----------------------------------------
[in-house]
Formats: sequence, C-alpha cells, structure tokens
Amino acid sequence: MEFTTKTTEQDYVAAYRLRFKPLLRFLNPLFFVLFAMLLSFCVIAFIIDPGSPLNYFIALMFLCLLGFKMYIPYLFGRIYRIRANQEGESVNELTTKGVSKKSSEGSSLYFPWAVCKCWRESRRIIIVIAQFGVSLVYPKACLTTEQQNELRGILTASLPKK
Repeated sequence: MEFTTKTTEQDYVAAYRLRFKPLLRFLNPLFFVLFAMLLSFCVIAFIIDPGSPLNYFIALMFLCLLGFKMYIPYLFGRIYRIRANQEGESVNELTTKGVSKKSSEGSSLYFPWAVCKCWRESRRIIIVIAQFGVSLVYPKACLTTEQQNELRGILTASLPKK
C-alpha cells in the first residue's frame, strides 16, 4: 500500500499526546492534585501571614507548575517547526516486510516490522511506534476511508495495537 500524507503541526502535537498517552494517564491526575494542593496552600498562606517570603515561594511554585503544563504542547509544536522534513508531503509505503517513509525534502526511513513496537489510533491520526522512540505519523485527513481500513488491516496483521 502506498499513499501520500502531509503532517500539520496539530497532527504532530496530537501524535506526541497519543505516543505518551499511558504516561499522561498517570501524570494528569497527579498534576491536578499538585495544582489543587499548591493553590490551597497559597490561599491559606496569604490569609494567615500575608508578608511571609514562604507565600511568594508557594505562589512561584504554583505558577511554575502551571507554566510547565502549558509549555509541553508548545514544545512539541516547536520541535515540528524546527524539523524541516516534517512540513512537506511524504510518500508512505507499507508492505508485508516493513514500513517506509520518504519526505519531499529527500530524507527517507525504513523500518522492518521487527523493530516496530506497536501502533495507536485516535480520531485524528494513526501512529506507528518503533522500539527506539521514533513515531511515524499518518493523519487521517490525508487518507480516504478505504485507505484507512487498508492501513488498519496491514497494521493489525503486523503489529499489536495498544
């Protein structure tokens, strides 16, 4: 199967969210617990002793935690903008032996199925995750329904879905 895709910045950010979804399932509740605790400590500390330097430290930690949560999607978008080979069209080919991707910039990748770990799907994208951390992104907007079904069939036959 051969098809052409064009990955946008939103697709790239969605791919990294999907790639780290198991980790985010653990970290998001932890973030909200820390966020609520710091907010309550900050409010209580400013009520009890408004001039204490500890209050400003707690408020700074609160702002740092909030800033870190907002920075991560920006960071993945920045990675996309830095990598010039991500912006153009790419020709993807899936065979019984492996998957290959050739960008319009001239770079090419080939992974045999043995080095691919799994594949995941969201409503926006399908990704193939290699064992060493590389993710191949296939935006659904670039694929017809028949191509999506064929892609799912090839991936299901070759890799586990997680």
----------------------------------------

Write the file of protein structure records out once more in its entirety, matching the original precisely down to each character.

[in-house]
Formats: sequence, C-alpha cells, structure tokens
Amino acid sequence: MEFTTKTTEQDYVAAYRLRFKPLLRFLNPLFFVLFAMLLSFCVIAFIIDPGSPLNYFIALMFLCLLGFKMYIPYLFGRIYRIRANQEGESVNELTTKGVSKKSSEGSSLYFPWAVCKCWRESRRIIIVIAQFGVSLVYPKACLTTEQQNELRGILTASLPKK
Repeated sequence: MEFTTKTTEQDYVAAYRLRFKPLLRFLNPLFFVLFAMLLSFCVIAFIIDPGSPLNYFIALMFLCLLGFKMYIPYLFGRIYRIRANQEGESVNELTTKGVSKKSSEGSSLYFPWAVCKCWRESRRIIIVIAQFGVSLVYPKACLTTEQQNELRGILTASLPKK
C-alpha cells in the first residue's frame, strides 16, 4: 500500500499526546492534585501571614507548575517547526516486510516490522511506534476511508495495537 500524507503541526502535537498517552494517564491526575494542593496552600498562606517570603515561594511554585503544563504542547509544536522534513508531503509505503517513509525534502526511513513496537489510533491520526522512540505519523485527513481500513488491516496483521 502506498499513499501520500502531509503532517500539520496539530497532527504532530496530537501524535506526541497519543505516543505518551499511558504516561499522561498517570501524570494528569497527579498534576491536578499538585495544582489543587499548591493553590490551597497559597490561599491559606496569604490569609494567615500575608508578608511571609514562604507565600511568594508557594505562589512561584504554583505558577511554575502551571507554566510547565502549558509549555509541553508548545514544545512539541516547536520541535515540528524546527524539523524541516516534517512540513512537506511524504510518500508512505507499507508492505508485508516493513514500513517506509520518504519526505519531499529527500530524507527517507525504513523500518522492518521487527523493530516496530506497536501502533495507536485516535480520531485524528494513526501512529506507528518503533522500539527506539521514533513515531511515524499518518493523519487521517490525508487518507480516504478505504485507505484507512487498508492501513488498519496491514497494521493489525503486523503489529499489536495498544
């Protein structure tokens, strides 16, 4: 199967969210617990002793935690903008032996199925995750329904879905 895709910045950010979804399932509740605790400590500390330097430290930690949560999607978008080979069209080919991707910039990748770990799907994208951390992104907007079904069939036959 051969098809052409064009990955946008939103697709790239969605791919990294999907790639780290198991980790985010653990970290998001932890973030909200820390966020609520710091907010309550900050409010209580400013009520009890408004001039204490500890209050400003707690408020700074609160702002740092909030800033870190907002920075991560920006960071993945920045990675996309830095990598010039991500912006153009790419020709993807899936065979019984492996998957290959050739960008319009001239770079090419080939992974045999043995080095691919799994594949995941969201409503926006399908990704193939290699064992060493590389993710191949296939935006659904670039694929017809028949191509999506064929892609799912090839991936299901070759890799586990997680």